Ford’s $300,000, 800+ hp Mustang GTD is putting all supercars “on notice”


Ford debuted an all new-Mustang tonight at the Pebble Beach Concours in California, one unlike any before it.

Here’s the first paragraph of the press release for the 2025 Mustang GTD, heavy on the drama:

“Deep inside a metal storage garage hidden behind a wind tunnel building in Allen Park, Michigan, a handful of team members gathered in 2021 for a new, after-hours mission that on paper felt like an impossible dream: Design a Mustang to take on the best of European sports cars. The result is a limited-edition, ultra high-performance street-legal performance car with the soul of a Mustang. Debuting today is the all-new 2025 Ford Mustang GTD, a technological tour de force inspired by the Mustang GT3 slated to race in Le Mans next year.”

OK, here are the answers to the questions you have. The GTD name refers to the IMSA “GTD” racing class for cars that are built to FIA GT3 regulations. And, unlike a source reported this morning that we also referenced, the Mustang GTD is not mid-engined. It will cost about $300,000, before options, and be available late in 2024 or early 2025.

2025-Mustang GTD on Track 3

The Mustang GTD is a full-fledged supercar, Ford insists.

“This is our company. We’re throwing down the gauntlet and saying, ‘Come and get it.’ We’re comfortable putting everybody else on notice. I’ll take track time in a Mustang GTD against any other auto boss in their best road car,” says part-time amateur racer and full-time Ford President and CEO, Jim Farley.

The fenders, hood, the cover that replaces the trunk lid, the door sills, front splitter, rear diffuser and roof are all made from carbon fiber with optional carbon fiber front and rear fascias.  An available aero package that includes a comprehensive underbody aerodynamic tray is also done in carbon fiber and includes features pioneered in motorsports, as well as some technology that would be illegal in racing, such as hydraulically controlled front flaps to manage airflow for aerodynamic balance in coordination with the hydraulic active rear wing.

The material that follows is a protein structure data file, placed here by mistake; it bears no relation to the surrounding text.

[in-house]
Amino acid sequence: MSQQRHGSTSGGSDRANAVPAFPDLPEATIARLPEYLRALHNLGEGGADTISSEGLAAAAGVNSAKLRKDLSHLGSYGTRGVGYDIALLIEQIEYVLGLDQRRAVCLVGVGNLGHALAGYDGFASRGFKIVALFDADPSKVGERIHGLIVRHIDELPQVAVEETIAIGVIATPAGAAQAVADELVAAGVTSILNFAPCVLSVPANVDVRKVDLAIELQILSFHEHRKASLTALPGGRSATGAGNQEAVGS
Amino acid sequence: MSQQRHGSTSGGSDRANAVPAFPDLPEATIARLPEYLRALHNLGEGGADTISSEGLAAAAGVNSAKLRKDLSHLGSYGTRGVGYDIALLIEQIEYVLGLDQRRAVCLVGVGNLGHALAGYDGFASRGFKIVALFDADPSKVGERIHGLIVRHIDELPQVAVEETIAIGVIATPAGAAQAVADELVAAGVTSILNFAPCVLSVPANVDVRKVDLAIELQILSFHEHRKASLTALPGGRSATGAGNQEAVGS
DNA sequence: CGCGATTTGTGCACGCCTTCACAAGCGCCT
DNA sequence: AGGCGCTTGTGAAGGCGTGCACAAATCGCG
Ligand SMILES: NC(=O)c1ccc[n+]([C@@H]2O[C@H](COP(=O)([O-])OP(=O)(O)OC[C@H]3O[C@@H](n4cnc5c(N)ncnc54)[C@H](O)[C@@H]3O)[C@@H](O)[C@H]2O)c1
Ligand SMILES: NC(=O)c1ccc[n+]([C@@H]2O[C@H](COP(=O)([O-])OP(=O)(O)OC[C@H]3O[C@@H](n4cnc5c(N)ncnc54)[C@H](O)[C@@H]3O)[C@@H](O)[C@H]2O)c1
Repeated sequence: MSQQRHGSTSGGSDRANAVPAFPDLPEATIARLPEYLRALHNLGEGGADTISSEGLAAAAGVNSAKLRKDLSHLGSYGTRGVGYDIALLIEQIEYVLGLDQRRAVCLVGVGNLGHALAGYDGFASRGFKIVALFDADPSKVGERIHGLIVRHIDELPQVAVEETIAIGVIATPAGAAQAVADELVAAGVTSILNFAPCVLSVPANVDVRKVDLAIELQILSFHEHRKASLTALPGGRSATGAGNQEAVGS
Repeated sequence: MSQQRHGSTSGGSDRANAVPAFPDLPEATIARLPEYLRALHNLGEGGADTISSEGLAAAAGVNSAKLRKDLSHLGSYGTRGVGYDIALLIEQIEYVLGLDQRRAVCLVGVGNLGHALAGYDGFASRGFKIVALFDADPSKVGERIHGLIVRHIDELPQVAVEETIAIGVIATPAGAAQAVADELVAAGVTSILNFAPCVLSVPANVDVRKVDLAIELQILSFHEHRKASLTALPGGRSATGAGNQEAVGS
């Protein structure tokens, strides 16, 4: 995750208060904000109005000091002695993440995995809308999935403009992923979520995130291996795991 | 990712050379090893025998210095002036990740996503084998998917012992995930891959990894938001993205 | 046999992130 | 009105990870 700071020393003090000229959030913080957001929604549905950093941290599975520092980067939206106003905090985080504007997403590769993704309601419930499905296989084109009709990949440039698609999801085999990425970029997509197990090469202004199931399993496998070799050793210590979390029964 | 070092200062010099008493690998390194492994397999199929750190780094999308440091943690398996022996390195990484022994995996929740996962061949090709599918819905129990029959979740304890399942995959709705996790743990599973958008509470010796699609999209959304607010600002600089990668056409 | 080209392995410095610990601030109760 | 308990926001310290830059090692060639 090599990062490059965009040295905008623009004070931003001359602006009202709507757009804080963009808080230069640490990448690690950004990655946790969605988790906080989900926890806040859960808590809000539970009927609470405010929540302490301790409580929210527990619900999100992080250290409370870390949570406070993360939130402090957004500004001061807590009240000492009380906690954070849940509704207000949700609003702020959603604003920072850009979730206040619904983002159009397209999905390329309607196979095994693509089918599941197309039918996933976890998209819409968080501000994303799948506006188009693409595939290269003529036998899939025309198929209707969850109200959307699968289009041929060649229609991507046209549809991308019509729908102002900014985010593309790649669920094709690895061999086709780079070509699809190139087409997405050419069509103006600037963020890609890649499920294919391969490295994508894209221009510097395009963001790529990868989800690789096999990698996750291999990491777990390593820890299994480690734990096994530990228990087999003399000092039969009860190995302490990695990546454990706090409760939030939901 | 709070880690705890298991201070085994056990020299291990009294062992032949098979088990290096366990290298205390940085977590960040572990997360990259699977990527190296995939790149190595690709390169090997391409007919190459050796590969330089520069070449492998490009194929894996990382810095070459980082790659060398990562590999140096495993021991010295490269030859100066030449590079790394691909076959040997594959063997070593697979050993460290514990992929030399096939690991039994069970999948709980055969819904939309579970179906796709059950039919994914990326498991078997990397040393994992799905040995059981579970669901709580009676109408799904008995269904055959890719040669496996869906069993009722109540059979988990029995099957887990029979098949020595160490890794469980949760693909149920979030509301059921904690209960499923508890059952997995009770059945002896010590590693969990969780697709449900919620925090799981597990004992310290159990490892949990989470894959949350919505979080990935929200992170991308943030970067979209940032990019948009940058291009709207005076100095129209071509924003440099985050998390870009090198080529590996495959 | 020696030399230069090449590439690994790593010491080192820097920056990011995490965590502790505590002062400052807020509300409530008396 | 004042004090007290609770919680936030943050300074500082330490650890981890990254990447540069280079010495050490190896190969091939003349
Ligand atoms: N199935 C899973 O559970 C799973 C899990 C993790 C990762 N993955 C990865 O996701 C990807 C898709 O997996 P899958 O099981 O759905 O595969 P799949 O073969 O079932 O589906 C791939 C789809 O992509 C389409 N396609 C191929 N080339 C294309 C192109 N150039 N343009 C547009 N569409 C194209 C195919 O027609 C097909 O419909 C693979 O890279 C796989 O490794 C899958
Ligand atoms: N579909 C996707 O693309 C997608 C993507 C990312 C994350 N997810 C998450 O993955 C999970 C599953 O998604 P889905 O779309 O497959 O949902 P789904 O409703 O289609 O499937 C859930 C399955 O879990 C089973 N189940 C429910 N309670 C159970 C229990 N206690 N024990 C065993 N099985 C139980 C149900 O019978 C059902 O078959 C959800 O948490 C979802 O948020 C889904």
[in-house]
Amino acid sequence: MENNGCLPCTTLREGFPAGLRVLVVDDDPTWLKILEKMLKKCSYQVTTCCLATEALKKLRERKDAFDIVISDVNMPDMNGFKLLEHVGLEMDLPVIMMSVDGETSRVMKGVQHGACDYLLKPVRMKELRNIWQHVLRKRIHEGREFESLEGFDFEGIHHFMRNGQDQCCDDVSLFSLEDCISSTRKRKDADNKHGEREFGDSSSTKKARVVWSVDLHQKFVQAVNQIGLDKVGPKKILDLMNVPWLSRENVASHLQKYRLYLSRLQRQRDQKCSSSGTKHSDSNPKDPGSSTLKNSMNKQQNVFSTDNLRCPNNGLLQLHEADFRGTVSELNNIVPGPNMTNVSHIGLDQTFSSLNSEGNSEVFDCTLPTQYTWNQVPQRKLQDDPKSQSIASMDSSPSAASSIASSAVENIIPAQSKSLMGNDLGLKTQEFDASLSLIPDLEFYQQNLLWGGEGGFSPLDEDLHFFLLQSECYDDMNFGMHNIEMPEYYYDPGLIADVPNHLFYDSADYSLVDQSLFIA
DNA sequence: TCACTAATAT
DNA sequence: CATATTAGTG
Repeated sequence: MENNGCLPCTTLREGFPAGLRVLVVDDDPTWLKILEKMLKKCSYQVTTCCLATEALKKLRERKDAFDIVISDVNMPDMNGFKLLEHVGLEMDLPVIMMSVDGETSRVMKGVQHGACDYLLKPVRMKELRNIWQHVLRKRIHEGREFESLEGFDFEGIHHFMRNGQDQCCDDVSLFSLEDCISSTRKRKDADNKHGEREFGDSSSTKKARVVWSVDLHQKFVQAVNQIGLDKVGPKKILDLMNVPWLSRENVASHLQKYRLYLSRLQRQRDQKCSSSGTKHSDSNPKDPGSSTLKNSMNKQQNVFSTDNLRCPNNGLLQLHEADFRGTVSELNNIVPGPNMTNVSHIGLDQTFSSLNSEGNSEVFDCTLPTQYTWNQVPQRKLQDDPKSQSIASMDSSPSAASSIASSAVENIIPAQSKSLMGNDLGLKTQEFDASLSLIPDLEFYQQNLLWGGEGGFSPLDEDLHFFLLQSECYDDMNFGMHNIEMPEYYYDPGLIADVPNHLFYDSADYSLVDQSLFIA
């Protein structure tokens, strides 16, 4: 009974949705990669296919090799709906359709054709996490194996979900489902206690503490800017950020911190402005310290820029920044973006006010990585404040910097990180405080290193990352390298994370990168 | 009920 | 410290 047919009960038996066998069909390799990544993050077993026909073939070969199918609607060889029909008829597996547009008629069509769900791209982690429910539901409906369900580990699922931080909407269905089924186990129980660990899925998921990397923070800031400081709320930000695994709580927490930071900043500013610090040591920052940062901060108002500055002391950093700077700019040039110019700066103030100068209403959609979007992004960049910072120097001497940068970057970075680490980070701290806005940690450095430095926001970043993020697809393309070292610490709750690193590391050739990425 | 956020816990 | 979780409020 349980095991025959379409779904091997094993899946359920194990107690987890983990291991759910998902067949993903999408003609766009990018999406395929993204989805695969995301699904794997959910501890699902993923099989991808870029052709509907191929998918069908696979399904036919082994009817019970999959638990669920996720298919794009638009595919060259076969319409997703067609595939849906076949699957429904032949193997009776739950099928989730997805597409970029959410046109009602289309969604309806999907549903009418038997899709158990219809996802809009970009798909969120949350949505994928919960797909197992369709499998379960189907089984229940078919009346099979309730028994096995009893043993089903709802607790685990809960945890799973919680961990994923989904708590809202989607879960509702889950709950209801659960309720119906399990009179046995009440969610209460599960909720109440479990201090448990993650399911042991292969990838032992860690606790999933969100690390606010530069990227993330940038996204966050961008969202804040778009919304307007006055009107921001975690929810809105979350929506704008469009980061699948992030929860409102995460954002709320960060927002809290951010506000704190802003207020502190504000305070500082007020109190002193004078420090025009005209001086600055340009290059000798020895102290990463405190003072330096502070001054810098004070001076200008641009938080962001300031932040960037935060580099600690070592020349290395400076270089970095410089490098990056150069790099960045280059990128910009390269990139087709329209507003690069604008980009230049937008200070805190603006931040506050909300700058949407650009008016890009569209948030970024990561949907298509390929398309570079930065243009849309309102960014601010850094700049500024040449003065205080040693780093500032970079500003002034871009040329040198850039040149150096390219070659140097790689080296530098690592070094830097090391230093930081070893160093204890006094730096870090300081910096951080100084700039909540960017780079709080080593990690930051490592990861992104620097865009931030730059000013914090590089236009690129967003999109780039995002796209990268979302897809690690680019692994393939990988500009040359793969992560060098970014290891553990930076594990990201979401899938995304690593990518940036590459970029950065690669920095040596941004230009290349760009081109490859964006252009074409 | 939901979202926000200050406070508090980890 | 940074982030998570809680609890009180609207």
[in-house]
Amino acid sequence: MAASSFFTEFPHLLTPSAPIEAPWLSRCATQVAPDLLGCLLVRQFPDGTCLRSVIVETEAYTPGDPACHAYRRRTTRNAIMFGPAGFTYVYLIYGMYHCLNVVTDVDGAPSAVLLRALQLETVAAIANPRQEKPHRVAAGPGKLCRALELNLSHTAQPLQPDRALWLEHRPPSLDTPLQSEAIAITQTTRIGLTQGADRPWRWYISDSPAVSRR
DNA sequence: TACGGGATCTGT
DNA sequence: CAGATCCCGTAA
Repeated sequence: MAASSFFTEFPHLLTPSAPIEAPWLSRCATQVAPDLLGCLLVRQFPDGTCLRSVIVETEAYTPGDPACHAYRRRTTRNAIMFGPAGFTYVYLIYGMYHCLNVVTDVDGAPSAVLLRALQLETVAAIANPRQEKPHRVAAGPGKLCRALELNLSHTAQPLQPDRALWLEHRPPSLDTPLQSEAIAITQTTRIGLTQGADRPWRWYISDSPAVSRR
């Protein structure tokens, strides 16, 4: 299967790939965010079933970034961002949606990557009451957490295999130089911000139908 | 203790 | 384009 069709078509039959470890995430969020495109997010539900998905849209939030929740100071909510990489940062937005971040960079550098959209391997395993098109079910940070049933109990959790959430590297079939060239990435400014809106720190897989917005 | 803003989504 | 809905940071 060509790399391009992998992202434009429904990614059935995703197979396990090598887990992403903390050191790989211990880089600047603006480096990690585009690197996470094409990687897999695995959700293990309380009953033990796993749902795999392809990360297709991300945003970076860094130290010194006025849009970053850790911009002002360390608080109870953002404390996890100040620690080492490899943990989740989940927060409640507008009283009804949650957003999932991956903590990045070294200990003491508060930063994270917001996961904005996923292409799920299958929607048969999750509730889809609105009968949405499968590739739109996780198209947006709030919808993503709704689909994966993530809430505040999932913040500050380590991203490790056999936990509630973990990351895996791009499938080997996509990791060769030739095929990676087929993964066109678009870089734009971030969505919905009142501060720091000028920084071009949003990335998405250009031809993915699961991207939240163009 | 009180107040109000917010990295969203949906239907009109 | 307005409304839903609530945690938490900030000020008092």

2025-Mustang GTD Rear Wing

The car will begin life at the Flat Rock, Michigan factory and be sent to Multimatic in Canada for finishing. Multimatic, of course, built the Ford GT and handles much of Ford’s sports car racing.

Where there once was a trunk is now the semi-active suspension, a hydraulic control system, and a transaxle cooling system.. A cover replaces the trunk lid and includes two air scoops to funnel air off the back glass into the area and through the heat exchangers.

Farley continues: “Mustang GTD shatters every preconceived notion of a supercar. This is a new approach for us. We didn’t engineer a road car for the track, we created a race car for the road. Mustang GTD takes racing technology from our Mustang GT3 race car, wraps it in a carbon fiber Mustang body and unleashes it for the street.”

“We obsessed about the racing technology under its skin. What makes it go is even more compelling than what you can see when it passes you by. When you look at the engineering, the aerodynamics, how the powertrain works, the Mustang GTD is a rocket ship for the road,” says Mark Rushbrook, global director of Ford Performance Motorsports.

“The hardware has been carefully selected and developed to enable blistering lap time performance. The target for this project was clear – go much, much faster than we’ve ever gone before with a targeted sub-7-minute Nürburgring time. This makes it the fastest roadgoing Mustang ever from Ford,” says Greg Goodall, Ford chief program engineer.